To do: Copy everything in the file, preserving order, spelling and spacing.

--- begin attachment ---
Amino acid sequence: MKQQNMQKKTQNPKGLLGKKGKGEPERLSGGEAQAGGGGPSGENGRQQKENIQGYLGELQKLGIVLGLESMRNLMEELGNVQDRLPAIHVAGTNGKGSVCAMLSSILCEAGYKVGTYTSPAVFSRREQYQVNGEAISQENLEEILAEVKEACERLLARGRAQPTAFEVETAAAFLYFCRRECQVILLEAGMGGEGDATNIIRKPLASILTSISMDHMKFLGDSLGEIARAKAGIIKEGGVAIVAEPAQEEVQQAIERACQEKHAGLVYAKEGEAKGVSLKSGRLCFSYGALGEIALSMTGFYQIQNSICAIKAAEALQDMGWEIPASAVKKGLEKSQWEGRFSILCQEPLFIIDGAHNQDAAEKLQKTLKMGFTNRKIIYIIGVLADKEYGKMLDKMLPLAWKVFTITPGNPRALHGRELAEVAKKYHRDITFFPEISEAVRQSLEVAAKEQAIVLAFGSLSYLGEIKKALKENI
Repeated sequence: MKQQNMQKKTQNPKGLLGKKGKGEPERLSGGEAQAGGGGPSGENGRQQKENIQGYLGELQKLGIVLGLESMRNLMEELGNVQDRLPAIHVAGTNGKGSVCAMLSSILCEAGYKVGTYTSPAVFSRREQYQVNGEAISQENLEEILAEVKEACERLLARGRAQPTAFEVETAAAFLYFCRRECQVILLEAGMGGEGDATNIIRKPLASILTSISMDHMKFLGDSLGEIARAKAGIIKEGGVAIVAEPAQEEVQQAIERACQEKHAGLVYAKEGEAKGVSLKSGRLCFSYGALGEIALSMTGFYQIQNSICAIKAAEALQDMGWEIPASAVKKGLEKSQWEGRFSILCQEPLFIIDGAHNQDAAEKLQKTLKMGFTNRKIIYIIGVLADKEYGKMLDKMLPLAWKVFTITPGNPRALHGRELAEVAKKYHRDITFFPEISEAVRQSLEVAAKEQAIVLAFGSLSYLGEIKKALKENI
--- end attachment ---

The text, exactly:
Amino acid sequence: MKQQNMQKKTQNPKGLLGKKGKGEPERLSGGEAQAGGGGPSGENGRQQKENIQGYLGELQKLGIVLGLESMRNLMEELGNVQDRLPAIHVAGTNGKGSVCAMLSSILCEAGYKVGTYTSPAVFSRREQYQVNGEAISQENLEEILAEVKEACERLLARGRAQPTAFEVETAAAFLYFCRRECQVILLEAGMGGEGDATNIIRKPLASILTSISMDHMKFLGDSLGEIARAKAGIIKEGGVAIVAEPAQEEVQQAIERACQEKHAGLVYAKEGEAKGVSLKSGRLCFSYGALGEIALSMTGFYQIQNSICAIKAAEALQDMGWEIPASAVKKGLEKSQWEGRFSILCQEPLFIIDGAHNQDAAEKLQKTLKMGFTNRKIIYIIGVLADKEYGKMLDKMLPLAWKVFTITPGNPRALHGRELAEVAKKYHRDITFFPEISEAVRQSLEVAAKEQAIVLAFGSLSYLGEIKKALKENI
Repeated sequence: MKQQNMQKKTQNPKGLLGKKGKGEPERLSGGEAQAGGGGPSGENGRQQKENIQGYLGELQKLGIVLGLESMRNLMEELGNVQDRLPAIHVAGTNGKGSVCAMLSSILCEAGYKVGTYTSPAVFSRREQYQVNGEAISQENLEEILAEVKEACERLLARGRAQPTAFEVETAAAFLYFCRRECQVILLEAGMGGEGDATNIIRKPLASILTSISMDHMKFLGDSLGEIARAKAGIIKEGGVAIVAEPAQEEVQQAIERACQEKHAGLVYAKEGEAKGVSLKSGRLCFSYGALGEIALSMTGFYQIQNSICAIKAAEALQDMGWEIPASAVKKGLEKSQWEGRFSILCQEPLFIIDGAHNQDAAEKLQKTLKMGFTNRKIIYIIGVLADKEYGKMLDKMLPLAWKVFTITPGNPRALHGRELAEVAKKYHRDITFFPEISEAVRQSLEVAAKEQAIVLAFGSLSYLGEIKKALKENI